The best practice is to use your keywords naturally and strategically (more on this below). If your page targets the keyword phrase “Eiffel Tower” then you might naturally include content about the Eiffel Tower itself, the history of the tower, or even recommended Paris hotels. On the other hand, if you simply sprinkle the words “Eiffel Tower” onto a page with irrelevant content, such as a page about dog breeding, then your efforts to rank for “Eiffel Tower” will be a long, uphill battle. The point of using keywords is not to rank highly for all keywords, but to rank highly for the keywords that people are searching for when they want what your site provides.
Keyword usage and targeting are still a part of the search engines’ ranking algorithms, and we can apply some effective techniques for keyword usage to help create pages that are well-optimized. Here at Moz, we engage in a lot of testing and get to see a huge number of search results and shifts based on keyword usage tactics. When working with one of your own sites, this is the process we recommend. Use the keyword phrase:
In the title tag at least once. Try to keep the keyword phrase as close to the beginning of the title tag as possible. More detail on title tags follows later in this section.
Once prominently near the top of the page.
At least two or three times, including variations, in the body copy on the page. Perhaps a few more times if there’s a lot of text content. You may find additional value in using the keyword or variations more than this, but in our experience adding more instances of a term or phrase tends to have little or no impact on rankings.
At least once in the alt attribute of an image on the page. This not only helps with web search, but also image search, which can occasionally bring valuable traffic.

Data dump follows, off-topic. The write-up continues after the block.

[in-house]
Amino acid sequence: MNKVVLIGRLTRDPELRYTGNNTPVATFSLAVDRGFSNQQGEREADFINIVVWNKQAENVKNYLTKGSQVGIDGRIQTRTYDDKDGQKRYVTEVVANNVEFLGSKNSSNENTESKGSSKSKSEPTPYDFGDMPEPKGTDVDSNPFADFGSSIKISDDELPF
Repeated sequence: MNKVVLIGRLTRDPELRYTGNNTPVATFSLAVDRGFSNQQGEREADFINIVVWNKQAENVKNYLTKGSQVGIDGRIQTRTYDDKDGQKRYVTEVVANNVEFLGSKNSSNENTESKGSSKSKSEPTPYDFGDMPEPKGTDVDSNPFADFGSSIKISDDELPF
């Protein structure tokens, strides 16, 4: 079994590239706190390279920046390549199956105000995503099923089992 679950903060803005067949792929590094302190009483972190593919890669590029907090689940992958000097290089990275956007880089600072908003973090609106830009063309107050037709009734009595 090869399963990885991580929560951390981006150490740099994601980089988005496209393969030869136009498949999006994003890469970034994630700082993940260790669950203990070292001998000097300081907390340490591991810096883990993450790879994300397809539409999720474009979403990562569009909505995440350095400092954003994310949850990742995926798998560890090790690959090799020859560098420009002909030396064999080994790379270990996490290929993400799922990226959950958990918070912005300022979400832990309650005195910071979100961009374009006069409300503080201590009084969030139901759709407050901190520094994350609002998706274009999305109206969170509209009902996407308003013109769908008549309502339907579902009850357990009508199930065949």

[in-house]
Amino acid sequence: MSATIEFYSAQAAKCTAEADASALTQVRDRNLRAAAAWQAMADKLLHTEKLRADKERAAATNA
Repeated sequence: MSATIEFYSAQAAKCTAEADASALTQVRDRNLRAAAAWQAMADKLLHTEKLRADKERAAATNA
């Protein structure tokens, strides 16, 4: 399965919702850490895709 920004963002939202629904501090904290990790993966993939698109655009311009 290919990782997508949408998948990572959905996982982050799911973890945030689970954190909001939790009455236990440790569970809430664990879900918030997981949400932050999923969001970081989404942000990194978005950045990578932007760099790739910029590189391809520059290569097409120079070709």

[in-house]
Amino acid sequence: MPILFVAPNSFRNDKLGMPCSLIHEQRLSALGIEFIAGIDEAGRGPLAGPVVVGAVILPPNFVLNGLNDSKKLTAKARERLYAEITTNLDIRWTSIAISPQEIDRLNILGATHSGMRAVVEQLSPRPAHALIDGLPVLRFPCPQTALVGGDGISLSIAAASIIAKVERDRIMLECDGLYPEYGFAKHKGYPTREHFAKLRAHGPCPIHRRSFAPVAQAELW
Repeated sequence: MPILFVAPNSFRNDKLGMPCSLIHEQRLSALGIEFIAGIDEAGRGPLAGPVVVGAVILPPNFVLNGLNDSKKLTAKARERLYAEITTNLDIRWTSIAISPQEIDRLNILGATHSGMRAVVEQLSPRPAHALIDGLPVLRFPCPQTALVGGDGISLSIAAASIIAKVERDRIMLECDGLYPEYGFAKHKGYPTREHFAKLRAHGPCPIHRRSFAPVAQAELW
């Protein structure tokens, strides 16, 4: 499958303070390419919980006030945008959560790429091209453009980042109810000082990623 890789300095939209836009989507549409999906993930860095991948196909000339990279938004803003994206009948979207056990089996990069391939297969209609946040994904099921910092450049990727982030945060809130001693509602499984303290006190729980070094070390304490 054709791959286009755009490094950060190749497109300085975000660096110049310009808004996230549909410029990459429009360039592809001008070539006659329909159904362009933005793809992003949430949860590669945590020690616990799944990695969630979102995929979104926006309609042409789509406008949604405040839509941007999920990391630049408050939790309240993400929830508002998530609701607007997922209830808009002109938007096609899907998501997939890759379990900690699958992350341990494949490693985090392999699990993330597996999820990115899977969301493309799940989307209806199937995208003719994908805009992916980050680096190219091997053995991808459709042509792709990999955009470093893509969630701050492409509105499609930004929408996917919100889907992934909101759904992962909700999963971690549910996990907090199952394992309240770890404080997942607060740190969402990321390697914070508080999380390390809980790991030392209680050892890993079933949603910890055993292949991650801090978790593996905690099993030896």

Once in the URL. Additional rules for URLs and keywords are discussed later on in this section.
At least once in the meta description tag. Note that the meta description tag does not get used by the engines for rankings, but rather helps to attract clicks by searchers reading the results page, as the meta description becomes the snippet of text used by the search engines.
And you should generally not use keywords in link anchor text pointing to other pages on your site; this is known as Keyword Cannibalization.
The title element of a page is meant to be an accurate, concise description of a page’s content. It is critical to both user experience and search engine optimization.
As title tags are such an important part of search engine optimization, the following best practices for title tag creation makes for terrific low-hanging SEO fruit. The recommendations below cover the critical steps to optimize title tags for search engines and for usability.
Be mindful of length
Search engines display only the first 65-75 characters of a title tag in the search results (after that, the engines show an ellipsis – “…” – to indicate when a title tag has been cut off). This is also the general limit allowed by most social media sites, so sticking to this limit is generally wise. However, if you’re targeting multiple keywords (or an especially long keyword phrase), and having them in the title tag is essential to ranking, it may be advisable to go longer.
Place important keywords close to the front
The closer to the start of the title tag your keywords are, the more helpful they’ll be for ranking, and the more likely a user will be to click them in the search results.
At Moz, we love to end every title tag with a brand name mention, as these help to increase brand awareness, and create a higher click-through rate for people who like and are familiar with a brand. Sometimes it makes sense to place your brand at the beginning of the title tag, such as your homepage. Since words at the beginning of the title tag carry more weight, be mindful of what you are trying to rank for.
Consider readability and emotional impact
Title tags should be descriptive and readable. The title tag is a new visitor’s first interaction with your brand and should convey the most positive impression possible. Creating a compelling title tag will help grab attention on the search results page, and attract more visitors to your site. This underscores that SEO is about not only optimization and strategic keyword usage, but the entire user experience.